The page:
5 steps to effectively write a proof of concept
The PoC process has five basic steps that project teams can follow, from developing the idea to firming it up and presenting it to the investors.
Step 1: Demonstrate the need for the product
When presenting their PoC, project leaders must establish the need for the product by mentioning who the target market is and what their pain points are. In narrating the customers’ pain points, however, project managers must not merely assume what these are. They need to get actual and verified answers.
Project leaders can acquire these responses by interviewing a representative sample of customers. They should ask in-depth questions about the clients’ frustrations, what they want a product to do to alleviate their inconvenience, their desired user experience, and more.
Doing that allows project leaders to grasp their customers’ feelings and perspectives clearly, as well as acquire a list of specific needs and targets for their PoC.
Pro tip: Interview a sample group of customers to understand and verify their pain points.
Step 2: Ideate the right solution
From the sample group’s answers, project managers can now start brainstorming with their team for the right solutions to the customers’ pain points, keeping in mind that they should also be feasible and within the company’s capacities.
The team should then assess each brainstormed solution according to the likely costs, timeline, technologies needed, required operational capacities, competition, resources, and other factors.
They can even narrow down the list of ideas to the most feasible ones and finalise their proposed product.
Additionally, in order to firm up the proposal, the team should discuss how their solution can support the fulfilment of the organisation’s or stakeholders’ goals.
Pro tip: Welcome half-baked ideas. You don’t need to be a perfectionist when ideating, at least, in the initial stages. You’ll be surprised how half-baked ideas can lead you to the best solutions.
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Step 3: Create a prototype and test it
Once the team has arrived at a feasible idea, they should create a prototype based on the decided requirements, features, and solutions.
The project team must let the individuals in their sample group try and test the completed prototype. This is so they can quickly determine whether the product truly addressed the pain points shared by the group.
Testing it with the same group enables the team to document their feedback more easily, which is essential to the next step.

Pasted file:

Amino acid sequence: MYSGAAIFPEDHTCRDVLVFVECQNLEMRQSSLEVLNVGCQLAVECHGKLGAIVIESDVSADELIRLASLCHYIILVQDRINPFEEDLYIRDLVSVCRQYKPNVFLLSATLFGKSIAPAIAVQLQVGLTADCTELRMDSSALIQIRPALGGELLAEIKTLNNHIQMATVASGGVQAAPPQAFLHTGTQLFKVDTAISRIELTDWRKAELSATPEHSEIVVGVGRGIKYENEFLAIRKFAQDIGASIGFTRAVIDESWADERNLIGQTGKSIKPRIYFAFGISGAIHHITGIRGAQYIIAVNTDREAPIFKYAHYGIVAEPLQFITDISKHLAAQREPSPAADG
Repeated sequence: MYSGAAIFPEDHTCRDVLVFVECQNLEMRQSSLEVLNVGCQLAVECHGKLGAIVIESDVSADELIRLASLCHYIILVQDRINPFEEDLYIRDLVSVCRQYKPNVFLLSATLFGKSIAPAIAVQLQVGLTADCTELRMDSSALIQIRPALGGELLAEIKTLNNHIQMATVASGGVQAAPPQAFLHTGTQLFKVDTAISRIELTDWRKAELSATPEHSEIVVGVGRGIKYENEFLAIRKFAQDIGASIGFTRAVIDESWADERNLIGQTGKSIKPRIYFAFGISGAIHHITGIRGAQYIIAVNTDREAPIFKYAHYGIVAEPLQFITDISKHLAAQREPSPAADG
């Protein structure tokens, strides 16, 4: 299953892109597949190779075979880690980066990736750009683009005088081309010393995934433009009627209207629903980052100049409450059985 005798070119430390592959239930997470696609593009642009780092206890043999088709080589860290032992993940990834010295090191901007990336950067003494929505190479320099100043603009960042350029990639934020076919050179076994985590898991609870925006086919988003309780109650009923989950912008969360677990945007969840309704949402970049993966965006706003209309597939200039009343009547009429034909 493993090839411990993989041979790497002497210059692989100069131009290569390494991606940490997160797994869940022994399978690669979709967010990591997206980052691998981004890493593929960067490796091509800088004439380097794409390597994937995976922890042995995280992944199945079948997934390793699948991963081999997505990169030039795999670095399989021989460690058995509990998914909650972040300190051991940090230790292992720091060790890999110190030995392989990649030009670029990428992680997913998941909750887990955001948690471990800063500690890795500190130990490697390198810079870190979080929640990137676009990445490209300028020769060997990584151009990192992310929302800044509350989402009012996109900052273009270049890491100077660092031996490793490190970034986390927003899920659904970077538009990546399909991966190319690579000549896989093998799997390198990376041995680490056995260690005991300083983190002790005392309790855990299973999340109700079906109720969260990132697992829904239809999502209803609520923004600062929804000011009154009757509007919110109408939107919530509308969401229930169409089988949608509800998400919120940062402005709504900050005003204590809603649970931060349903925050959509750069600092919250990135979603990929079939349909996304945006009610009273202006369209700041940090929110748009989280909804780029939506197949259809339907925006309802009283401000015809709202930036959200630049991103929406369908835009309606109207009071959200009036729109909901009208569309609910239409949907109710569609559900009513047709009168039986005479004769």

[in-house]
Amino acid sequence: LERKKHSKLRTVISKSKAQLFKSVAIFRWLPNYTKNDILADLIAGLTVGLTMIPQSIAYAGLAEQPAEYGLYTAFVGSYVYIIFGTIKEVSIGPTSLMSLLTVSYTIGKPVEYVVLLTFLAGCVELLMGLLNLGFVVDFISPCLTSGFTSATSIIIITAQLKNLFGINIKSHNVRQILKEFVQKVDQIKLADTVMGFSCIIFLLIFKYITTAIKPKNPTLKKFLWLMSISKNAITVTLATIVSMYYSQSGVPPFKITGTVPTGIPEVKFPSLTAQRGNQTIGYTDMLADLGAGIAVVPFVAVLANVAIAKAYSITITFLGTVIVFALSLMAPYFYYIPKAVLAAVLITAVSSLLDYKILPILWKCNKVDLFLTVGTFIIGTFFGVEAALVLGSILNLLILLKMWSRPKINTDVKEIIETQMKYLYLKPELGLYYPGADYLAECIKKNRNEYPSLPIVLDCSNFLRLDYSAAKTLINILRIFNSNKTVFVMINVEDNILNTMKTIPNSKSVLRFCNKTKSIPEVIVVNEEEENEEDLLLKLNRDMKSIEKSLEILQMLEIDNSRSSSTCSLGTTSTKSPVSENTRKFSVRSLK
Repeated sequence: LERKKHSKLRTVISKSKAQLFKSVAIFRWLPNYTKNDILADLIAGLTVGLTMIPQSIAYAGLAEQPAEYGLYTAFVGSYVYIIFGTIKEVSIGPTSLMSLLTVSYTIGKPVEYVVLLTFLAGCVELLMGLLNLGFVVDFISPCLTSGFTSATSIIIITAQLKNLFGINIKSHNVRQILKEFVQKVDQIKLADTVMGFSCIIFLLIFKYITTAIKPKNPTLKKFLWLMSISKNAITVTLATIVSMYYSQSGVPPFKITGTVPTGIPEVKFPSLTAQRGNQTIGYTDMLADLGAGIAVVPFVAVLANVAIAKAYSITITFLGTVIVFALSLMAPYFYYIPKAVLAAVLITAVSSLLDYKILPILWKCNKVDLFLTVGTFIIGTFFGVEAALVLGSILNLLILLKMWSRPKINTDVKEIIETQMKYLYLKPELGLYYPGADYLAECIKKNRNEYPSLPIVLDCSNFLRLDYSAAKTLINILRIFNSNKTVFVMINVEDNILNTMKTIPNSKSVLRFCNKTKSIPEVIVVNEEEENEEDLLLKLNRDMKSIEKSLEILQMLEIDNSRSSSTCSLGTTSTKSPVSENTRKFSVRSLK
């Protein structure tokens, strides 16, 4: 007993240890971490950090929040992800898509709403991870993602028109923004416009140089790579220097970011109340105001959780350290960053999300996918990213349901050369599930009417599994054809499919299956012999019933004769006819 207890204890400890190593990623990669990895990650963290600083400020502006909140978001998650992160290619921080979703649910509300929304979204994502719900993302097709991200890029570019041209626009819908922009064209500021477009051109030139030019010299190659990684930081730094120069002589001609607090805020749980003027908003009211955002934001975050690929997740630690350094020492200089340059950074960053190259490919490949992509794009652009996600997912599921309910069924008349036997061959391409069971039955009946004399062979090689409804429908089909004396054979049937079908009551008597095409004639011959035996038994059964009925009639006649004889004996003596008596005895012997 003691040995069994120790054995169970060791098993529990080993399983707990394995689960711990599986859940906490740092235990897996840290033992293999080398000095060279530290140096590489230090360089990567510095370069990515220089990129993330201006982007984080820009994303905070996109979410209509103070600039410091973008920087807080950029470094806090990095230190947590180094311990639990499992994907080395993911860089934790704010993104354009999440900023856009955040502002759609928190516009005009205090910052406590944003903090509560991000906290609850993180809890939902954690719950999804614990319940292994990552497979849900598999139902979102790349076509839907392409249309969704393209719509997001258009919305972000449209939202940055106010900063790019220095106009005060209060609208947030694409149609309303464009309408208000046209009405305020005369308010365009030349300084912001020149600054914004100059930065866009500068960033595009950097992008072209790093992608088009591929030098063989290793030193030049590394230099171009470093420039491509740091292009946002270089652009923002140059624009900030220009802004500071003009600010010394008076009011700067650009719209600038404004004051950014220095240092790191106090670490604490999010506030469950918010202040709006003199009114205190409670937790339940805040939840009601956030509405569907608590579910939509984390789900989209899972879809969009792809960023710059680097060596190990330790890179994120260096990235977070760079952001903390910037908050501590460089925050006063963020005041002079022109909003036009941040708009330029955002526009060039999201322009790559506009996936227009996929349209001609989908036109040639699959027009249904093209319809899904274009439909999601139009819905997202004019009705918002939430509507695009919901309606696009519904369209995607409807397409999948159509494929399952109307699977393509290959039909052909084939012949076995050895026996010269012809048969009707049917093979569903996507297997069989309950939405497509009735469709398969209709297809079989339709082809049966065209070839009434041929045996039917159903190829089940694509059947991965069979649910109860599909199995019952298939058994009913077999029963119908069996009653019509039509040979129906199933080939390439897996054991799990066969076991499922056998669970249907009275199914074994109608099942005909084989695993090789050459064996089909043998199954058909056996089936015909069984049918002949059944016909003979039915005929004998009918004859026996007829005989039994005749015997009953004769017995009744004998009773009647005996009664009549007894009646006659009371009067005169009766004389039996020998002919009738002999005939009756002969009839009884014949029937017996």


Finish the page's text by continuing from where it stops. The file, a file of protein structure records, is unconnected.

Pro tip: Prototyping isn’t the end in and of itself, it is just the means. Don’t get so caught up at building the perfect prototype. While you need to exercise caution and vigilance, don’t be stuck in this phase longer than you should be.
Step 4: Gather and document feedback
During the prototype testing, the project team must gather and document the sample group’s feedback about their experience, their reactions, and any other valuable details, including what they think of the user interface.
The gathered feedback lets the project team initially verify the usability and feasibility of the solution. It also informs the team of any needed improvements to the proposed product and gives significant insight for other relevant actions moving forward.
For the team’s quick reference to the collected responses, they can record the feedback in their project management software.
Pro tip: Use a cloud-based platform to obtain feedback. In that way, it’s easier for your project team or even your sample group to participate and collaborate.
Step 5: Present PoC for approval
With the concept tested and improved based on the feedback, the project team can now prepare their presentation to the stakeholders.
They must present, among other things, the pain points that the product solves, features that address those problems, and technologies integrated to demonstrate the value of the idea.
They should elaborate on the product development and project management components, which they should also note in their project tracker.
These include clearly defined success criteria or project management metrics, evaluation measures, timelines, next project management plans (should it be approved), resources needed, and other aspects discussed earlier.
Once the team successfully presents the idea and persuades the stakeholders to approve and invest, they can begin to implement it.
Pro tip: Put more emphasis on the benefits that your product brings, instead of its features.